Measurements made by an underwater glider deployed near the Ross Ice Shelf were used to identify the presence of Ice Shelf Water (ISW), which is defined as seawater with its potential temperature lower than its surface freezing point temperature. Properties logged by the glider included in situ temperature, electrical conductivity, pressure, GPS location at surfacings and time. For most of the first 30 recorded dives of its deployment, evidence suggests the glider was prevented from surfacing due to being under the ice shelf. For dives under the ice shelf, farthest from the ice shelf front, ISW layers of varying thicknesses and depth locations were observed; between 2 m thick (centred at 231 m depth) to >93 m thick (centred at >360 m). For dives under the ice shelf, close to the ice shelf front, either no ISW was observed or ISW layers were centred at shallower depths (116–127 m). Thicker ISW layers (e.g. up to 250 m thickness centred at 421 m) were observed for some glider dives in open water in front of the Ross Ice Shelf. No in situ supercooling (water colder than the pressure-dependent freezing point temperature) was observed.
This collection of essays by international specialists in the literature of Berlin provides a lively and stimulating account of writing in and about the city in the modern period. The first eight chapters chart key chronological developments from 1750 to the present day, while subsequent chapters focus on Berlin drama and poetry in the twentieth century and explore a set of key identity questions: ethnicity/migration, gender (writing by women), and sexuality (queer writing). Each chapter provides an informative overview along with closer readings of exemplary texts. The volume is designed to be accessible for readers seeking an introduction to the literature of Berlin, while also providing new perspectives for those already familiar with the topic. With a particular focus on the turbulent twentieth century, the account of Berlin's literary production is set against broader cultural and political developments in one of the most fascinating of global cities.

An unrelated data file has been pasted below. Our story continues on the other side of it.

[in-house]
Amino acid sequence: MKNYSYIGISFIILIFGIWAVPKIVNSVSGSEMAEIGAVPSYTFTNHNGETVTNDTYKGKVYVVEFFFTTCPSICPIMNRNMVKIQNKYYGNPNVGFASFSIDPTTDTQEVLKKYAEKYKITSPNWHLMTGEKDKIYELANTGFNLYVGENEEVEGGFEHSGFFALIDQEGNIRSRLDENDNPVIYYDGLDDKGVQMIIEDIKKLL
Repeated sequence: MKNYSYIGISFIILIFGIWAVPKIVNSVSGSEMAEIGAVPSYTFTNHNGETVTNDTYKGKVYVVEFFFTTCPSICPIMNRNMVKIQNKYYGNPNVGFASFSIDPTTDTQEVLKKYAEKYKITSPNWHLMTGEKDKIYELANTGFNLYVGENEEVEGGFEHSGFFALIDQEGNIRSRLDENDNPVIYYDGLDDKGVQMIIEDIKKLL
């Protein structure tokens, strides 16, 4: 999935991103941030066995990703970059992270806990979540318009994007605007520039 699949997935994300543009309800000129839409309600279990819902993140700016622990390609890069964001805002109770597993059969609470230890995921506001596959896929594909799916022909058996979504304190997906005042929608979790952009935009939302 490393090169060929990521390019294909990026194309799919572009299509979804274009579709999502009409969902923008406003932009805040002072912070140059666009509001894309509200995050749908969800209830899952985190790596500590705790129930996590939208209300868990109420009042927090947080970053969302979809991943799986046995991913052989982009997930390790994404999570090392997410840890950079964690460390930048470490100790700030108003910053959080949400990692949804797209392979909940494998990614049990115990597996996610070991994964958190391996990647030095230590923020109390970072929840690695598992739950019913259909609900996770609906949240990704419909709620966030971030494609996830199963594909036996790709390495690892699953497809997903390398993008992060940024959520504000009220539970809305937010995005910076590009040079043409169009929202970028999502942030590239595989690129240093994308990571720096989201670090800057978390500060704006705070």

Parasite dynamics can be mediated by host behaviours such as sociality, and seasonal changes in aggregation may influence risk of parasite exposure. We used little brown bats (Myotis lucifugus) captured during the autumn mating/swarming period to test the hypothesis that seasonal and demographic-based variation in sociality affect ectoparasitism. We predicted that ectoparasitism would: (1) be higher for adult females and young of the year (YOY) than adult males because of female coloniality; (2) increase for adult males throughout swarming because of increasing contact with females; (3) decrease for adult females and YOY throughout swarming because of reduced coloniality and transmission of individual ectoparasites to males; (4) be similar for male and female YOY because vertical transmission from adult females should be similar. Ectoparasitism was lowest for adult males and increased for males during swarming, but some effects of demographic were unexpected. Contrary to our prediction, ectoparasitism increased for adult females throughout swarming and YOY males also hosted fewer ectoparasites compared with adult and YOY females. Interestingly, females in the best body condition had the highest parasite loads. Our results suggest that host energetic constraints associated with future reproduction affect pre-hibernation parasite dynamics in bats.